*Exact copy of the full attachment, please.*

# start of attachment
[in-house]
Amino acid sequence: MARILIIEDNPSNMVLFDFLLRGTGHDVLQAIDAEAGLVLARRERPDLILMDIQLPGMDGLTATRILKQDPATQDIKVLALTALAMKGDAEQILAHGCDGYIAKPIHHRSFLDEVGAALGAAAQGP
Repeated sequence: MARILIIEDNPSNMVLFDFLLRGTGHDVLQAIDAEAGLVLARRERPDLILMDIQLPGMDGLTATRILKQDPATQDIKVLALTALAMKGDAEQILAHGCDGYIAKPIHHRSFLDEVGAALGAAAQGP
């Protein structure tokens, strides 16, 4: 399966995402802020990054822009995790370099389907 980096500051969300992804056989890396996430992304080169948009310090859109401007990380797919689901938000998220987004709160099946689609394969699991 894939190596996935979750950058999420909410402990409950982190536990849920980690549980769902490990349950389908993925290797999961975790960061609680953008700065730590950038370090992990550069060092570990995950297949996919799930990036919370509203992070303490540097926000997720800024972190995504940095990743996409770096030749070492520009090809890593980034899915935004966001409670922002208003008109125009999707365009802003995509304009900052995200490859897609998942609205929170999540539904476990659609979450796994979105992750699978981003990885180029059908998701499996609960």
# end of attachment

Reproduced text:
[in-house]
Amino acid sequence: MARILIIEDNPSNMVLFDFLLRGTGHDVLQAIDAEAGLVLARRERPDLILMDIQLPGMDGLTATRILKQDPATQDIKVLALTALAMKGDAEQILAHGCDGYIAKPIHHRSFLDEVGAALGAAAQGP
Repeated sequence: MARILIIEDNPSNMVLFDFLLRGTGHDVLQAIDAEAGLVLARRERPDLILMDIQLPGMDGLTATRILKQDPATQDIKVLALTALAMKGDAEQILAHGCDGYIAKPIHHRSFLDEVGAALGAAAQGP
């Protein structure tokens, strides 16, 4: 399966995402802020990054822009995790370099389907 980096500051969300992804056989890396996430992304080169948009310090859109401007990380797919689901938000998220987004709160099946689609394969699991 894939190596996935979750950058999420909410402990409950982190536990849920980690549980769902490990349950389908993925290797999961975790960061609680953008700065730590950038370090992990550069060092570990995950297949996919799930990036919370509203992070303490540097926000997720800024972190995504940095990743996409770096030749070492520009090809890593980034899915935004966001409670922002208003008109125009999707365009802003995509304009900052995200490859897609998942609205929170999540539904476990659609979450796994979105992750699978981003990885180029059908998701499996609960």